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HIV outbreak in remote Cambodian village



HIV outbreak in remote Cambodian village

Date January 28, 2015 - 4:10PM


Hang Sivatha, left, and Dr Phe Thong at the Roka Health Centre. Photo: Nicolas Axelrod

Roka: Frail and depressed after her diagnosis, Chem Mao decided to take her life by climbing a mango tree in her backyard, fastening one end of a rope around a sturdy branch and the other around her neck, and jumping. As she shuffled weakly beside her cinder-block house toward her family's small orchard she saw her grandchildren playing nearby and relented, collapsing into tears.

"I didn't have enough strength to get up the tree," she said. "Maybe I'll try again another time."

Mao, 55, is among more than 220 villagers in this rice-farming community in western Cambodia who tested positive for HIV last month. Cambodian authorities believe that an unlicensed doctor who reused syringes and other medical equipment spread the infection.


Em Mom prepares anti-retroviral medication for her mother, Chhay Yao, in Roka, Cambodia. Photo: Nicolas Axelrod

Even in a country inured to hardship and suffering, the infection of such a large number of people within a radius of a few kilometres was shocking.

The victims are everywhere – in the wooden stilt houses, in the paddies harvesting rice, in the gilded Buddhist temple at the entrance to the village, and in the playground of the ochre-coloured primary school. The 82-year-old abbot of the temple was infected, as were 12 children who attend the primary school.

Five minutes from the temple is a cluster of houses where 16 members of an extended family were infected.


Em Seiha, who learned she was infected with HIV, and Em Mom go to work in the rice fields in Roka, Cambodia. Photo: Nicolas Axelrod

What the victims appear to have in common is that they were treated by Yem Chrin, a village medical practitioner who was charged last month with aggravated murder, intentionally spreading HIV and practising without a medical licence. He is in prison while awaiting trial in the nearby city of Battambang.

The provincial prosecutor, Nuon San, said a number of people in the area died from HIV in the past and the authorities are investigating whether Chrin may have been responsible. Officials quoted in the Cambodian news media said Chrin had admitted reusing needles and syringes.

For two decades, Chrin made house calls to sick villagers here, one of seven unlicensed doctors in the community, Cambodian officials said. He trained and practised as a nurse in a refugee camp during the convulsive years after the fall of the Khmer Rouge in 1979, according to his daughter, Chrin Reaksa.

When he moved to Roka, "more and more people asked him for help, so he started his medical practice," Reaksa said. "The government never expressed any concerns about a licence."

Many villagers, even those infected, staunchly defend Chrin, describing him as a kind man who treated even those who could not pay. "Honestly I don't think the doctor caused this," said Chhay Yao, 76, the matriarch of the family in which 16 people were infected. "He was so clean. And he's not a bad person. If we had money we gave it to him. If not he would always say, pay me later."

He made house calls, and was happy to oblige villagers who preferred a drip or injection instead of pills. The villagers' affection for the doctor does not blunt their pain and bewilderment over the mass infection. Prum Em, Yao's 84-year-old husband, stares with blank incomprehension when asked about the infections, which struck across three generations.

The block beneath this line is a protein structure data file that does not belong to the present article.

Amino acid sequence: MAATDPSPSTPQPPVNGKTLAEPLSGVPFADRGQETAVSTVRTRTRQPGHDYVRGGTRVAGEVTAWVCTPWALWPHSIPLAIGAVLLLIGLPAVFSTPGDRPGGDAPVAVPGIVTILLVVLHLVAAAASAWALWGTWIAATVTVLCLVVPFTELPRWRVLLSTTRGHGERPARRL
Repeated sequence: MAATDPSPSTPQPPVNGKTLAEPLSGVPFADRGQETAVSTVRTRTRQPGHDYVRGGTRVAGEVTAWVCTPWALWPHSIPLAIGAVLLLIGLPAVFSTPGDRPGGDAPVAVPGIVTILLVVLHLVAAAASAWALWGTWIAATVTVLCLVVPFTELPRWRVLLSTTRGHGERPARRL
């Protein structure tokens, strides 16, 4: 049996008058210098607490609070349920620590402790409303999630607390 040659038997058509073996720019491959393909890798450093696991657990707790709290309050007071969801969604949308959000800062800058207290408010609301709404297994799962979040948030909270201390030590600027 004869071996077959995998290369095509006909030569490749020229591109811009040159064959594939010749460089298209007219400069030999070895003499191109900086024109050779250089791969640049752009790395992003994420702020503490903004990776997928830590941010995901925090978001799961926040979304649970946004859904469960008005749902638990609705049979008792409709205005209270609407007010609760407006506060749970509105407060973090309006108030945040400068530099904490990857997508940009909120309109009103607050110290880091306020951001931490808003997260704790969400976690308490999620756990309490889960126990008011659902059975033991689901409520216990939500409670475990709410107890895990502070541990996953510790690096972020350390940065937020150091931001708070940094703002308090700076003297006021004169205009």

"I have done only good deeds my whole life," he said. "It's inconceivable that the family could have this much bad luck."

One relative, Em Seiha, 23, passed out when she learned she was infected.

"I was worried that my husband would think that I had had an affair," she said.

An HIV infection is no longer the death sentence it once was and the Cambodian government is providing free anti-retroviral medication, the drugs that suppress the virus and stop its progression. But Seiha feels condemned. "I'm afraid that I'm going to die at an early age, leaving my son behind," she said.

Family members say they are treated with suspicion when they travel outside the village, including one mother who was instructed to wash her hands with antibacterial gel when the clerks in a shop learned she was from Roka.

In a country of extreme poverty and lax law enforcement, it is not yet clear how widespread the reusing of needles is and whether this was a tragedy waiting to happen. Prime Minister Hun Sen initially expressed disbelief that the tests were correct. "Right now, 99 per cent, I don't believe it's AIDS," he was quoted as saying in the Cambodian media.

There are no nationwide statistics of the number of unlicensed doctors but the Ministry of Health is committed to reinforcing the law, said Ly Penh Sun, the deputy director of the National Center for HIV/AIDS.

Roka is about five kilometres from the nearest paved road and a 15-minute drive from Battambang, a hub of commerce in western Cambodia.

Soeun Sophath, the deputy head of the government-run village health clinic, which is staffed with nurses,said the first sign that something was wrong here was in August, when a routine HIV screening of a pregnant woman came back positive. It was the first positive result in the village since the screening program began two years ago, and health workers could not find an explanation for the infection. When another pregnant woman tested positive in November as well as an elderly man and his daughter-in-law, villagers panicked and stormed the health centre to be tested. Dozens tested positive.

"They were crying and crawling on the ground and hugging each other," Sophath said. "I was crying, too. I was shocked."

New York Times